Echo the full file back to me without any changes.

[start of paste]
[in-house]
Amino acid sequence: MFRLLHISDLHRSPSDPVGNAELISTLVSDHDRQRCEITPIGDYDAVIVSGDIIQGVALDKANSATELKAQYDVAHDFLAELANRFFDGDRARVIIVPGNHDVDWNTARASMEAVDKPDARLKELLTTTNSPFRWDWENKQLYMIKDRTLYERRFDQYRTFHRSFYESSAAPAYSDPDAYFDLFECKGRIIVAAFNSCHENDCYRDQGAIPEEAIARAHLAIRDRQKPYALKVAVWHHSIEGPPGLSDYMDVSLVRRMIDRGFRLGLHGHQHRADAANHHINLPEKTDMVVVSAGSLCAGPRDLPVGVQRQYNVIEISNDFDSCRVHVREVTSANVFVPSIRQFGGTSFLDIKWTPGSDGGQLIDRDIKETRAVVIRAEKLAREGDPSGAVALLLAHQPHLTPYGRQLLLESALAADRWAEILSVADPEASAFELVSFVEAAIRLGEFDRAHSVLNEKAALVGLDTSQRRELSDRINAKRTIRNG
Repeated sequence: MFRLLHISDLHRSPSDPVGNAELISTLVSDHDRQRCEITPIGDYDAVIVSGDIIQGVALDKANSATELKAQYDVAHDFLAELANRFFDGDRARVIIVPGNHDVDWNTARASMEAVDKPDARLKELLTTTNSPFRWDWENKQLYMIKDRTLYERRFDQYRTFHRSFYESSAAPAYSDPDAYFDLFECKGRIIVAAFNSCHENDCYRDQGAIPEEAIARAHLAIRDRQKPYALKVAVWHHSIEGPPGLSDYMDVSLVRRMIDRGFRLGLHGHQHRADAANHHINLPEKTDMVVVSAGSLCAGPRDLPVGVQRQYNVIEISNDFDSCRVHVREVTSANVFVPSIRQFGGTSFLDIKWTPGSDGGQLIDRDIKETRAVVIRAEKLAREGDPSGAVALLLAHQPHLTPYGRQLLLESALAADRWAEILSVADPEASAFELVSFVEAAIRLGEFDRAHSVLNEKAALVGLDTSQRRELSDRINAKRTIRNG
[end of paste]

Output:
[in-house]
Amino acid sequence: MFRLLHISDLHRSPSDPVGNAELISTLVSDHDRQRCEITPIGDYDAVIVSGDIIQGVALDKANSATELKAQYDVAHDFLAELANRFFDGDRARVIIVPGNHDVDWNTARASMEAVDKPDARLKELLTTTNSPFRWDWENKQLYMIKDRTLYERRFDQYRTFHRSFYESSAAPAYSDPDAYFDLFECKGRIIVAAFNSCHENDCYRDQGAIPEEAIARAHLAIRDRQKPYALKVAVWHHSIEGPPGLSDYMDVSLVRRMIDRGFRLGLHGHQHRADAANHHINLPEKTDMVVVSAGSLCAGPRDLPVGVQRQYNVIEISNDFDSCRVHVREVTSANVFVPSIRQFGGTSFLDIKWTPGSDGGQLIDRDIKETRAVVIRAEKLAREGDPSGAVALLLAHQPHLTPYGRQLLLESALAADRWAEILSVADPEASAFELVSFVEAAIRLGEFDRAHSVLNEKAALVGLDTSQRRELSDRINAKRTIRNG
Repeated sequence: MFRLLHISDLHRSPSDPVGNAELISTLVSDHDRQRCEITPIGDYDAVIVSGDIIQGVALDKANSATELKAQYDVAHDFLAELANRFFDGDRARVIIVPGNHDVDWNTARASMEAVDKPDARLKELLTTTNSPFRWDWENKQLYMIKDRTLYERRFDQYRTFHRSFYESSAAPAYSDPDAYFDLFECKGRIIVAAFNSCHENDCYRDQGAIPEEAIARAHLAIRDRQKPYALKVAVWHHSIEGPPGLSDYMDVSLVRRMIDRGFRLGLHGHQHRADAANHHINLPEKTDMVVVSAGSLCAGPRDLPVGVQRQYNVIEISNDFDSCRVHVREVTSANVFVPSIRQFGGTSFLDIKWTPGSDGGQLIDRDIKETRAVVIRAEKLAREGDPSGAVALLLAHQPHLTPYGRQLLLESALAADRWAEILSVADPEASAFELVSFVEAAIRLGEFDRAHSVLNEKAALVGLDTSQRRELSDRINAKRTIRNG